How To Enable GZIP Compression In WordPress
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If you’ve been working with computers for any real length of time, you’ll likely already be familiar with compression. For those who aren’t: compression is a super-useful tool for grouping a bunch of files into one considerably smaller (and more easily transportable) file — which, for websites, translates into significantly faster page load times. In this article, I’ll take a look at how gzip compression works and how you can enable it on your own WordPress-powered website.
How Compression Works
Before moving on to how to implement it, let’s first take a look at what compression means and how it can help.
Compression algorithms such as gzip use the patterns and repetitions found within text to create a more efficient way of storing data. Let’s look at an example.
Here’s some HTML code to make the text within it display in bold:
<strong>this is bold</strong>
The compressed version of this is actually pretty long:
eNqzKS4pys9LtyvJyCxWAKKk/JwUG32oIC8XALn8Cuo=. However, take a look at what happens when we compress the following:
<strong>this is bold</strong> <strong>this is bold too</strong>
The compressed version is
eNqzKS4pys9LtyvJyCxWAKKk/JwUG32oIC+XDRZphZL8fCQlACNDF0U=. Even though the original text is more than double the size, the compressed version is actually only 16 characters more — a whopping 32% reduction in size, which means less to load and a faster website.
How To Enable gzip Compression for WordPress
It’s important to understand that gzip compression is not something WordPress is responsible for. It’s actually something that’s handled by the servers themselves (rather than within WordPress), which means that to enable it you’ll have to set things up outside WordPress.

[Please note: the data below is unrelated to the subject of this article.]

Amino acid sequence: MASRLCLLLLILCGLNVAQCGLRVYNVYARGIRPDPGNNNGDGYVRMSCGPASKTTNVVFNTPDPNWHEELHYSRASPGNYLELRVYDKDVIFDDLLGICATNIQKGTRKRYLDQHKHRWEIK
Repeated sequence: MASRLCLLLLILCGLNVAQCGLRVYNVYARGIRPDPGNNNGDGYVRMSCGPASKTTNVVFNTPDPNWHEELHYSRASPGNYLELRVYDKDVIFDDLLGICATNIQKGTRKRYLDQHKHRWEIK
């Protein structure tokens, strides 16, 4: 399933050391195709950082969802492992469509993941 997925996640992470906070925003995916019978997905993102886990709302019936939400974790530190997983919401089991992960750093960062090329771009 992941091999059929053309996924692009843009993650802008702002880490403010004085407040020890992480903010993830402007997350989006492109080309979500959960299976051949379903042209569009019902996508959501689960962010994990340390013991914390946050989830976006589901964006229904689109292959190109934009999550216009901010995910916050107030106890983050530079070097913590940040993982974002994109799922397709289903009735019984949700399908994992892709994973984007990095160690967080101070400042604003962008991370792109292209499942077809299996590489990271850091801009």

Ask Your Host
First things first: since enabling compression requires you to edit (or even create) a sensitive file that isn’t the easiest to work with (known as an ‘htaccess file‘), if you’re in any doubt about what to do, it may be best to ask your host to do it for you. If you’re with a top-notch host with top-notch support, they should be able to set this up for you (if they haven’t already) within a matter of minutes.
Setting Things Up On Your Own
An htaccess file is used to give a server special instructions, such as redirections, automatically prepending or appending files to certain requests and, well, all sorts of other neat things — such as enabling gzip compression! The tricky bit to setting things up yourself is locating — and then editing — this troublesome file.
First of all, you’ll need a way to access the files on your server. The preferred method for most folk will almost certainly be via FTP. However, because a site’s htaccess file is a ‘dot-file‘ (meaning it’s usually hidden), it’s a little trickier to find than most. Worse still, because it’s a hidden file, if you download it to your computer in the same way you would a regular file, it’ll remain hidden, making it very troublesome to edit. (Note: If you’re using a Mac, read our article on how to download, edit and re-upload an htaccess file without having to change any of your computer’s settings.)
Important: if all this sounds a little frightening, then you’re probably best off leaving it until you’ve had a little more experience, since this isn’t really the place to go into any depth on the necessary basics, such as how to use an FTP client, how to edit files on or off a server, or how to deal with dot-files.
If, on the other hand, you’re already familiar with such things, all you’ll need to do to enable gzip compression is copy and paste the following into your site’s htaccess file:
Check Your Work
There are a number of ways to check whether or not a site’s files are being gzip compressed, with one of the easiest (and most interesting) being by using the wonderful GTMetrix site testing tool — something we’ve actually covered in a previous article: How to use GTMetrix to Test a Website’s Speed — Effectively!
If all is working as it should be (and, as always, you may have to clear your site’s cache and/or wait a few minutes for things to take effect), you should be able to see the following within the ‘Waterfall’ section of your site’s GTMetrix results:
Gzip compression is one of those simple speed fixes to add (or have added) to your site — whether it be powered by WordPress or otherwise. If you don’t enable it, you could be missing out on a significant speed boost.
Final note: if you’re interested in learning more about a site’s htaccess file, I’d recommend taking a look at the excellent htaccess guide from Tuts+, which includes heaps more info and a number of great tidbits you may be able to use to your site’s advantage.
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